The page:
To protect yourself and your animals, it’s important to keep everything as clean as possible:
Wash your hands before and after handling veterinary products. Use disposable syringes whenever possible. With reusable syringes, use only hot water (no soap or detergent) to rinse them before injecting modified live virus vaccine – chemicals may destroy the virus and make the vaccine useless.
Use hot water and mild disinfectants to clean syringes for other types of injectable products. After cleaning, reusable syringes need to be sterilised before reuse by autoclaving. This is a high-temperature, pressurised steam-cleaning technique involving equipment many small-scale farmers are unlikely to have – another reason why it’s better to use disposable syringes.
Make sure the needle is sterile for each animal. Single-use disposable needles are best, as reusing needles can transmit infections from animal to animal. Occasionally, the same needle can be used for multiple injections, such as when giving many doses in a short period of time, as with worming products in feedlot cattle. But change the needle after every 10 animals.
Needles must be the right length for the type of injection you’re giving and suitable for the size of animal being injected. Shorter needles can be used for subcutaneous (SQ) injections, those given under the skin. Longer ones are needed for intramuscular (IM) injections, which enter muscles. Smaller animals, such as calves, have smaller muscles and should be injected with needles of the right length to prevent injury to nerves and other tissues. Ask your vet for advice.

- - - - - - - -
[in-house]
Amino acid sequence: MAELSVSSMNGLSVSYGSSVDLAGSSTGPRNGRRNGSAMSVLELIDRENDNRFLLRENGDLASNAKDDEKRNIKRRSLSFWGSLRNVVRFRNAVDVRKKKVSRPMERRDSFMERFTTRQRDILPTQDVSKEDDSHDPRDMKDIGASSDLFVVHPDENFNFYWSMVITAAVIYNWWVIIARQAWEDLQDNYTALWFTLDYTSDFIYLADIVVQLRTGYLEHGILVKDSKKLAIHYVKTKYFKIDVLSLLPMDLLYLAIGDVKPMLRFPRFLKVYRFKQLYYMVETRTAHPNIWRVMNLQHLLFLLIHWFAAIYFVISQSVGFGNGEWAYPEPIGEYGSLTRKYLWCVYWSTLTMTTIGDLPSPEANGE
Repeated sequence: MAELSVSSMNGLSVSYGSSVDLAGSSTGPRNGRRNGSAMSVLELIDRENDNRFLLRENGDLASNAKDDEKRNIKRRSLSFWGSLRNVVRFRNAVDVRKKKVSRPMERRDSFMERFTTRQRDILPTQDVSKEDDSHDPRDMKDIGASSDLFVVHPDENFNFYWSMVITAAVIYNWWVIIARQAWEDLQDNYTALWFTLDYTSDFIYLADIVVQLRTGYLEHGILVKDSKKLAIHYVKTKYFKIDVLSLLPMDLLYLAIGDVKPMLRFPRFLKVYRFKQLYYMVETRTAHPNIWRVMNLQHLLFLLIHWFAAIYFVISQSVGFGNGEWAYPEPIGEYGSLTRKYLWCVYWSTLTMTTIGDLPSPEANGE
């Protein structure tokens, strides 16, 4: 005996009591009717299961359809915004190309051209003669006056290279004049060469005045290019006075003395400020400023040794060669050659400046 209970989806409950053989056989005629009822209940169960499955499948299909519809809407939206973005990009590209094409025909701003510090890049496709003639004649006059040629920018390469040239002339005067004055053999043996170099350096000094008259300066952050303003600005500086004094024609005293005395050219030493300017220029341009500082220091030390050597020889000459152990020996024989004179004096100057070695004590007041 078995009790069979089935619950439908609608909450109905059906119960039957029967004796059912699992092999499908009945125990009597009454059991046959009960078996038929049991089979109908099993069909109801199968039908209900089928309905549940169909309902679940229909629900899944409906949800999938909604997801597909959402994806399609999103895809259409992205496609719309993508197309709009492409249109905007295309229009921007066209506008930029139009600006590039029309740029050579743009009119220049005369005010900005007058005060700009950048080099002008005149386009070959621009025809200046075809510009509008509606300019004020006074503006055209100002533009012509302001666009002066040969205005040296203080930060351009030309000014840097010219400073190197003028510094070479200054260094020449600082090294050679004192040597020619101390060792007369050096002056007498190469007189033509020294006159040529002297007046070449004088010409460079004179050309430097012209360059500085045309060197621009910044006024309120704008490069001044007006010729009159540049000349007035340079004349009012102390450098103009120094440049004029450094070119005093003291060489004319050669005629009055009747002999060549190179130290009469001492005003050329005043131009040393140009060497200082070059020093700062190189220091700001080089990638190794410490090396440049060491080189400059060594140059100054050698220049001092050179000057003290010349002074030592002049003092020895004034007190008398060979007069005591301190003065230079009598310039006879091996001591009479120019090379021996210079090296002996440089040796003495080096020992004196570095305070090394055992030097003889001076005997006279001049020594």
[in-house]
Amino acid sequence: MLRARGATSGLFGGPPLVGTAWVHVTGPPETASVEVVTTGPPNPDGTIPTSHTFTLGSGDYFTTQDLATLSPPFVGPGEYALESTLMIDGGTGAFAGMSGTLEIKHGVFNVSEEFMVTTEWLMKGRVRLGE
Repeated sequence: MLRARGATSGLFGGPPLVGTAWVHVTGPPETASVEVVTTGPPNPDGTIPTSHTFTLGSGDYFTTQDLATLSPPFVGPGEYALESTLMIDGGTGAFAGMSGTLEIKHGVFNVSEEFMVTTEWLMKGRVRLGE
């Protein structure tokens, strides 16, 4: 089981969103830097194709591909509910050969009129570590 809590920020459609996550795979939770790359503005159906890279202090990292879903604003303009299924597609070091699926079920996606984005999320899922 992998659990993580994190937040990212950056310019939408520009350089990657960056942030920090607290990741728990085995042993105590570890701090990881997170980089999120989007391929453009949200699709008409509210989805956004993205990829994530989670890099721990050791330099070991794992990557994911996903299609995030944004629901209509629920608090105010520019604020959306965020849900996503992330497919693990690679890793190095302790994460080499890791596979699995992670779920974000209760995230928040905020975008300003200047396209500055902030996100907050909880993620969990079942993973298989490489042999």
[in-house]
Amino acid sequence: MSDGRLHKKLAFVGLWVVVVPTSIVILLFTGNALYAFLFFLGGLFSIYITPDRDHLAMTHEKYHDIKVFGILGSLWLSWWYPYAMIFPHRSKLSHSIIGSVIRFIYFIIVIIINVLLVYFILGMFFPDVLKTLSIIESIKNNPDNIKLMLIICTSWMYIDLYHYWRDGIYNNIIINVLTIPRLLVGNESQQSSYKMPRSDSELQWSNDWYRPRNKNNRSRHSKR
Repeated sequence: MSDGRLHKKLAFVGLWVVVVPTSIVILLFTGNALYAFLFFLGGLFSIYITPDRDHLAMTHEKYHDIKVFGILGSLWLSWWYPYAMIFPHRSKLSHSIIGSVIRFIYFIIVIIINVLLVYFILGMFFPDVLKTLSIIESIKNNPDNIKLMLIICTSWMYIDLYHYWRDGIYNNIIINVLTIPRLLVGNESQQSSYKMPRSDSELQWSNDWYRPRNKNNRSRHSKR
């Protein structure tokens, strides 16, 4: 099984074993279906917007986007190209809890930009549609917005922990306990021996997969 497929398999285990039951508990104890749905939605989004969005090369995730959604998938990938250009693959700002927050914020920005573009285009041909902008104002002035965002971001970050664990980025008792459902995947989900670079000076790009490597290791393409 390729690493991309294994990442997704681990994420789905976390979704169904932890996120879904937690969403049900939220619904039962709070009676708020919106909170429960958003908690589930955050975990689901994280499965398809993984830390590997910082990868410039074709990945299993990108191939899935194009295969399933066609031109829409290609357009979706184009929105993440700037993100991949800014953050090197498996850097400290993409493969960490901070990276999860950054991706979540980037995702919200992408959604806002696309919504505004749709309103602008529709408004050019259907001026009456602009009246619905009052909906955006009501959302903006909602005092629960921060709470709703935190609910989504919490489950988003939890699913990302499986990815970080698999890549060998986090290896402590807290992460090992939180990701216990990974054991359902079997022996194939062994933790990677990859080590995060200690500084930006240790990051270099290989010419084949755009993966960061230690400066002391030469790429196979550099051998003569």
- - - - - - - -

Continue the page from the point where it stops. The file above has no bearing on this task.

Good animal restraint prevents injury to you and the animal. It also prevents needles from breaking off and accidental self-injection, and allows you to target the injection sites.
How much to inject
- Read the label. Never exceed the recommended dosage.
- Split large volumes into smaller amounts and inject at different locations. Generally, for IM injections, inject no more than 10mâ„“/site. For SQ injections, inject no more than 20mâ„“/site.
- Don’t mix vaccine or other medicines in the same bottle or syringe, unless the label clearly says so.
- Shake products as directed on the label before use to mix them properly.
Source: Giving Medication to Animals by Injection, by Dr Ann Godkin of the Ontario Ministry of Agriculture, Food and Rural Affairs.